Eddie, Lance, Eric, and I saw *The Love For Three Oranges* at Opera Philadelphia on 9/27/19. It’s an opera from 1921 by Sergei Prokofiev (of *Peter and the Wolf* fame), commissioned by the Chicago Opera Association. Prokofiev naturally wrote it in Russian, but since Chicago audiences wouldn’t go for that, it was translated into French for the premiere. This production was done in English, and it worked perfectly in English.
It’s a madcap opera, a wacky, somewhat convoluted story about a prince having a curse placed on him that he will fall in love with three oranges. He finds the three oranges, who are of course represented by singing women. Two of them die, the remaining orange is magically transformed into a human female, they’re married, and they all live happily ever after.
The music was endlessly inventive - - sparkling, vigorous, and bristling with wit. There were many moments when the audience laughed out loud, which is rare at the opera. The director should, of course, receive much of the credit for these laughs, but it’s really Prokofiev who made them happen. The overall mood is unbridled joy, I was grinning like an idiot throughout the show.
Though as wonderful as the music was, there was not much that stuck in the ear, with the exception of the earworm-worthy “March from *Love For Three Oranges.*”
This tune is so catchy and so unlike anything else in the opera, it makes me wonder if someone in Chicago said to Prokofiev, “Hey, Sergei - - this show is what we Midwesterners call ‘a wee bit peculiar.’ I think your only chance of having people remember it at all is if you randomly insert a hit tune into it. Got any memorable melodic fragments in your files, something you could spruce up and stick in? Thanks a bunch.”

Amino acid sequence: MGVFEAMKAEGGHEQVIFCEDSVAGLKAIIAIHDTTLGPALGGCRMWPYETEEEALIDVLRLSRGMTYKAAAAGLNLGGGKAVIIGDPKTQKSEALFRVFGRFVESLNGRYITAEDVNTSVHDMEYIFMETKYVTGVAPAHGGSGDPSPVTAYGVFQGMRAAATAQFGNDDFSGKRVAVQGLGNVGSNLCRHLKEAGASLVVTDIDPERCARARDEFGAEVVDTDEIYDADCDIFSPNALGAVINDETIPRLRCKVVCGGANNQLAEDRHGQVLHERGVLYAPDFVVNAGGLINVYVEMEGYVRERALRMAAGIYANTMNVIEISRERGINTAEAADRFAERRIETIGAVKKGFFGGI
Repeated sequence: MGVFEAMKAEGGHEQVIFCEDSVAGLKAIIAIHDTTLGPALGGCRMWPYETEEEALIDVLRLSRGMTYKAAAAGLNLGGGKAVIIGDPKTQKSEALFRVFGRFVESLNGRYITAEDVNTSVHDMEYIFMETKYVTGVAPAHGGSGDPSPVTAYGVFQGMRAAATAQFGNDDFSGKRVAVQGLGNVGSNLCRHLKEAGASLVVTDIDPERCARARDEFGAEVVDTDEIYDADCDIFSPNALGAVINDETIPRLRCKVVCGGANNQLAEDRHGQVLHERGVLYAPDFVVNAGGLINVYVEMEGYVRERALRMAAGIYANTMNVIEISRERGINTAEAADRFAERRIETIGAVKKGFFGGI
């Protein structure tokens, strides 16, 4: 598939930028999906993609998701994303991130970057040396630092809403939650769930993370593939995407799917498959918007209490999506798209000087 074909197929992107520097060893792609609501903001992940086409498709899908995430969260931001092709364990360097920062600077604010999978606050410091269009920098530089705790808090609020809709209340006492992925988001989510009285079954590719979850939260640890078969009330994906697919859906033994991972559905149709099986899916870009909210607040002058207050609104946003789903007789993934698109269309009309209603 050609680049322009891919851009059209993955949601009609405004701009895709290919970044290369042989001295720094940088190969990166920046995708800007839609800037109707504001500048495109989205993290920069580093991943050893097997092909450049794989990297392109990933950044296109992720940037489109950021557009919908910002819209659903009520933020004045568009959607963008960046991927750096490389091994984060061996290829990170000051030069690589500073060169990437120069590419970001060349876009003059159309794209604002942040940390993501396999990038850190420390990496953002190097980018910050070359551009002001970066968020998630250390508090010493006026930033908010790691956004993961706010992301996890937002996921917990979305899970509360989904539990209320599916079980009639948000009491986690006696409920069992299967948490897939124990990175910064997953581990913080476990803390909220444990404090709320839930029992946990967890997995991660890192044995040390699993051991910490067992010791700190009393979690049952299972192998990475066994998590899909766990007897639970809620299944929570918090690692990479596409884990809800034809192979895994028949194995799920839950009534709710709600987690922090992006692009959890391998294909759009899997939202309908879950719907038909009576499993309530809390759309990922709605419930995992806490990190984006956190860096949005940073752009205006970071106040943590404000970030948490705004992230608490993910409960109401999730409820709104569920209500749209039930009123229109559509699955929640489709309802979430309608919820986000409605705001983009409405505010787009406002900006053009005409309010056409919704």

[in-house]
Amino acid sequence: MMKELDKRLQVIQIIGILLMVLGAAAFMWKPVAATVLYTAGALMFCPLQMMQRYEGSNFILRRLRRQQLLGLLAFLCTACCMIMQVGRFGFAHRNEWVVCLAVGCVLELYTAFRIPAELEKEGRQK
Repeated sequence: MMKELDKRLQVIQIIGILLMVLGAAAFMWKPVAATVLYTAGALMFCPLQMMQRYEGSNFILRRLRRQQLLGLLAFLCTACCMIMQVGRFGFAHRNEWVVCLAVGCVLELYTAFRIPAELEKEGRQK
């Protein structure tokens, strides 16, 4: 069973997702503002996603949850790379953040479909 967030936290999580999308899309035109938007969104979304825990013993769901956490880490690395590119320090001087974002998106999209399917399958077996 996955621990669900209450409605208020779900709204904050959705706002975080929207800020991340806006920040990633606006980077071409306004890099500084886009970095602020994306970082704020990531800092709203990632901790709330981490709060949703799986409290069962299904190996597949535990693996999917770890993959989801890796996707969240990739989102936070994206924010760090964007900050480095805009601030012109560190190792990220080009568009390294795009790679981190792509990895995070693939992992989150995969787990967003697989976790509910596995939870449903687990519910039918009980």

Conductor Corrado Rovaris brought out all the verve and variety in the score. Chorus master Elizabeth Braden gets top marks for her work - - the writing for chorus is demanding, and they not only sounded secure, they sounded like they were having a good time. Director Alessandro Talevi perfectly captured the wacky tone of the show. This is just the kind of production they should be doing at the New York City Opera
The show had a large and expert cast. Four singers stood out: bass Zachary James as the cook, who made the most of his strong, ripe voice and was delightfully over the top in his performance. Tenor Barry Banks played Truffaldino, the prince’s wingman. He has a pleasantly bright voice, sang with style, and wonderfully embodied the spirit of the production. Soprano Wendy Bryn Harmer was Fata Morgana, the witch who curses the prince. She totally took over in her scenes, clearly she was seizing her moment and having a ball. And tenor Jonathan Johnson was the prince - - he has a lovely voice and sang with touching ardor, his grounded singing provided an emotional core to the kooky show. I’m keeping my eye out for him.
Off topic, the Academy of Music in Philadelphia is one of the most beautiful opera houses I've ever been in. I'll definitely be going back.